Yesterday the recipients of next year’s Breakthrough Prize were announced. We’re told that these are meant to “elevate scientists to rock-star status” and to “inspire the next generation of scientists”. If that’s the aim, then they are going to be a dismal failure.
One reason for this failure is that the prize is given out to too many people at once. So the news becomes “big prizes given out”, rather than “X wins big prize”. If the point is to honour scientists, then the format shouldn’t hide them. The use of celebrity doesn’t help either, as that becomes the news focus. The BBC’s coverage takes 6 paragraphs to mention any of the winners, with only 4 paragraphs given over to the prize recipients (it ends with Athene Donald being rather critical. Was she coached by Dr. Aust?). The Guardian takes 7 paragraphs to mention the winners, but at least it lists the winners at the end of the piece.
Of course there are real rock stars of science, but I’m not sure the Breakthrough Prize really helps to showcase them. Partly because real rock stars look like this…
(spot the physicist on hiatus)
… and they don’t become rock stars by winning, say, the Mercury Prize. They get there through repeatedly being in the public eye with their music: that’s why they are rock stars, and not one hit wonders.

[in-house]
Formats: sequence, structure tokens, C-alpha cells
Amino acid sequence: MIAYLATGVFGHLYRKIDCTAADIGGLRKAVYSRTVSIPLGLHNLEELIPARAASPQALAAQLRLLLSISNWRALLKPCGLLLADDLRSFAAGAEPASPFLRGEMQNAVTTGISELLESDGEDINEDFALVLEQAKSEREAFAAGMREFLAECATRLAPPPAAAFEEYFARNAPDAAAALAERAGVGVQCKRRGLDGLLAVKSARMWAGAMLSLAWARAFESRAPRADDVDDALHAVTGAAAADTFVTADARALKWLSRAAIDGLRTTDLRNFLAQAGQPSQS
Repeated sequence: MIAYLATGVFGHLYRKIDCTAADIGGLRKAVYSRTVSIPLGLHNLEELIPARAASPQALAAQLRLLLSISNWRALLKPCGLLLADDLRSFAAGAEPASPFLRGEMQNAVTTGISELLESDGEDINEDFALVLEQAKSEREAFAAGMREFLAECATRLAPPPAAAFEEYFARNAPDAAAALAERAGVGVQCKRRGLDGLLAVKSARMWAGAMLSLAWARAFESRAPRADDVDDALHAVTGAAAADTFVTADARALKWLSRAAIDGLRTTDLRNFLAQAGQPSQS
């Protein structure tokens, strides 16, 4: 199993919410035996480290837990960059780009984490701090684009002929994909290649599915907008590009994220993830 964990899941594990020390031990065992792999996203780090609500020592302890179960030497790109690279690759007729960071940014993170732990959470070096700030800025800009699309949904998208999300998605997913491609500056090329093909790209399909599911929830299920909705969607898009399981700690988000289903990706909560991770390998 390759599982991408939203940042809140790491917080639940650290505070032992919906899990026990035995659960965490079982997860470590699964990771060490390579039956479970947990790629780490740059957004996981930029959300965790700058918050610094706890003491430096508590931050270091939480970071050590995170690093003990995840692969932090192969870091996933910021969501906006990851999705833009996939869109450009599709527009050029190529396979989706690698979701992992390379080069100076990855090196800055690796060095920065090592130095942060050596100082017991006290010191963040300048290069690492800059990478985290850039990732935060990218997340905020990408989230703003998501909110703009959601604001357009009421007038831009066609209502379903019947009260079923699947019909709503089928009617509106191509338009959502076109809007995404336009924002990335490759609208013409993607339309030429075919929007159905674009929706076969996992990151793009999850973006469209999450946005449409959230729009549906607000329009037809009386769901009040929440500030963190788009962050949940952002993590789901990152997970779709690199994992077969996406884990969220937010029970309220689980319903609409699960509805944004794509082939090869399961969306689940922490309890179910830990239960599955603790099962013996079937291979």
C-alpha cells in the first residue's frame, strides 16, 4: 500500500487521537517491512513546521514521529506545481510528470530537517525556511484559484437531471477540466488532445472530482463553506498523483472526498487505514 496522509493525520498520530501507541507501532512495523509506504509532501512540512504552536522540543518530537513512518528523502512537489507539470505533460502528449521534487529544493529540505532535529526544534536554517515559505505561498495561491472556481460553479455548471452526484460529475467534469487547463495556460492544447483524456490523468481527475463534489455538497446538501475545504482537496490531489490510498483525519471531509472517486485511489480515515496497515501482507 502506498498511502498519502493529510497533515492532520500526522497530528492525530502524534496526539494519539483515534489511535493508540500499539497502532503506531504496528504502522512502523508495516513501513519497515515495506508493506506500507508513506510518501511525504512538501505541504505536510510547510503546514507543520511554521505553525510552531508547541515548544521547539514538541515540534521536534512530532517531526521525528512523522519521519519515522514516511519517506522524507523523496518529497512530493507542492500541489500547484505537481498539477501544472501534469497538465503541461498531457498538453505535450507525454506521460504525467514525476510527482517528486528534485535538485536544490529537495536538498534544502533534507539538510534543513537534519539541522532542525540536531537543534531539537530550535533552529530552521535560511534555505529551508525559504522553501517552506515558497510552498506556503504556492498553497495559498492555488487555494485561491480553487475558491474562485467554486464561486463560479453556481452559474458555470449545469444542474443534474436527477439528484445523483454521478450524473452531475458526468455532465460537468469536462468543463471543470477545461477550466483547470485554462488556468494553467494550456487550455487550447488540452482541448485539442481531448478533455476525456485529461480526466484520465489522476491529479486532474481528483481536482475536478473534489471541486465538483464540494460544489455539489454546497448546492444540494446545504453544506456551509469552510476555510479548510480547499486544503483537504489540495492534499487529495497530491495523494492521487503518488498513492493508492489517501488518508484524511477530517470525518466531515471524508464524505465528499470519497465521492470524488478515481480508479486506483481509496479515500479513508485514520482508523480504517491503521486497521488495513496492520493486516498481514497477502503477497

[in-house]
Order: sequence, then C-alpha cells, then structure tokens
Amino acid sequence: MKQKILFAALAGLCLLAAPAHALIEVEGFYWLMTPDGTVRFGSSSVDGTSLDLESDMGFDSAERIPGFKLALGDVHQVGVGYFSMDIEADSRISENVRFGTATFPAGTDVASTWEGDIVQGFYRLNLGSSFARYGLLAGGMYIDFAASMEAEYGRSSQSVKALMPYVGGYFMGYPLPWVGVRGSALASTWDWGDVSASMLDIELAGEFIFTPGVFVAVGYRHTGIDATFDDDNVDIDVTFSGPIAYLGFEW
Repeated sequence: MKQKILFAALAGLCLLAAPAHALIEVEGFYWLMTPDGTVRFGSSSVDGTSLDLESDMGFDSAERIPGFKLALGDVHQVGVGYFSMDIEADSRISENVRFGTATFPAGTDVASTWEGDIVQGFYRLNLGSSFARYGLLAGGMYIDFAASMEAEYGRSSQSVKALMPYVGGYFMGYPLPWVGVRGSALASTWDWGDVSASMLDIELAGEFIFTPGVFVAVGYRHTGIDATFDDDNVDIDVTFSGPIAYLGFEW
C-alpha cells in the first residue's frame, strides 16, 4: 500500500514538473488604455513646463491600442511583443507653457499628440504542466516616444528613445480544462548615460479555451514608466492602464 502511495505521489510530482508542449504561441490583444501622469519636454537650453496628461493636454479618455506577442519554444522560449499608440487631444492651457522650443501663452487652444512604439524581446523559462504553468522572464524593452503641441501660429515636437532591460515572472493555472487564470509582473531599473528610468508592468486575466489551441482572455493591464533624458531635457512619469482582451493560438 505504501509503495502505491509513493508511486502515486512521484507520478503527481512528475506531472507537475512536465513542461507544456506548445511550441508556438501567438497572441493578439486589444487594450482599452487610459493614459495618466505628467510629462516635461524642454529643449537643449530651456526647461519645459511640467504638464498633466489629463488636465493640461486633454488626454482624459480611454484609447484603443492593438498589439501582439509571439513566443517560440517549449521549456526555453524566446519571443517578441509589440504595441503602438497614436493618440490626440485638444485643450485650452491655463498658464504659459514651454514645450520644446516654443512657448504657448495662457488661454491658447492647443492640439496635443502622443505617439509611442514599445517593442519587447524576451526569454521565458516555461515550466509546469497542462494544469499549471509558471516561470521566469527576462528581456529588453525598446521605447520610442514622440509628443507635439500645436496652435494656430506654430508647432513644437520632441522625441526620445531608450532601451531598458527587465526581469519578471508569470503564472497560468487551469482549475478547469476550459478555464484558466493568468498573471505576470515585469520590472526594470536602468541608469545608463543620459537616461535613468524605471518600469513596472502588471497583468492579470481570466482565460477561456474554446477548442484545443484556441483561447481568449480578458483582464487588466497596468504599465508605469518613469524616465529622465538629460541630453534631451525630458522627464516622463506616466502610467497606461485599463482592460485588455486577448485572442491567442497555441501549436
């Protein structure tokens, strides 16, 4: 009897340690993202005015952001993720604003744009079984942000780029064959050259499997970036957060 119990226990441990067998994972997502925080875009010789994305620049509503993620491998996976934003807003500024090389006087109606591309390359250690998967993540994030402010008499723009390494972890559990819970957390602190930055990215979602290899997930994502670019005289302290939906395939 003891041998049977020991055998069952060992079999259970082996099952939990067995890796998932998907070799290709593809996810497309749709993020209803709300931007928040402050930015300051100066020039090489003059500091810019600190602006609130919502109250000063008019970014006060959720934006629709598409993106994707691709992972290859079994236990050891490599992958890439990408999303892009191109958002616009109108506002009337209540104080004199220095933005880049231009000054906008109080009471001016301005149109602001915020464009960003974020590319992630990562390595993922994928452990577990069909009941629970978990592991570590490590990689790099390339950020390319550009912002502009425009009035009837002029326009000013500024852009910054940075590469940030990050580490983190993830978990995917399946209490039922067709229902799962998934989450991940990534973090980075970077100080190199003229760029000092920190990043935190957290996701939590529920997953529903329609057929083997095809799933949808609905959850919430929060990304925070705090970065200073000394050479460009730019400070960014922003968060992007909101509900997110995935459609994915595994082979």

Rock stars also get that way by entertaining the public (which is, after all, their job). For scientists, too, their ability to attract the public eye is part of their rock star status. This is why Richard Feynman, say, is so well known. Being given a prize and then standing around like a penguin saying how wonderful it is doesn’t help, especially when you’ve had Benedict Cumberbatch doing the same thing earlier in the report.
Think I’m just being grumpy? Well, here’s a simple of whether the Breakthrough Prize has helped raise the profile of the winners: ask yourself how many of last year’s winners you can name without looking them up. And then how many of this year’s winners.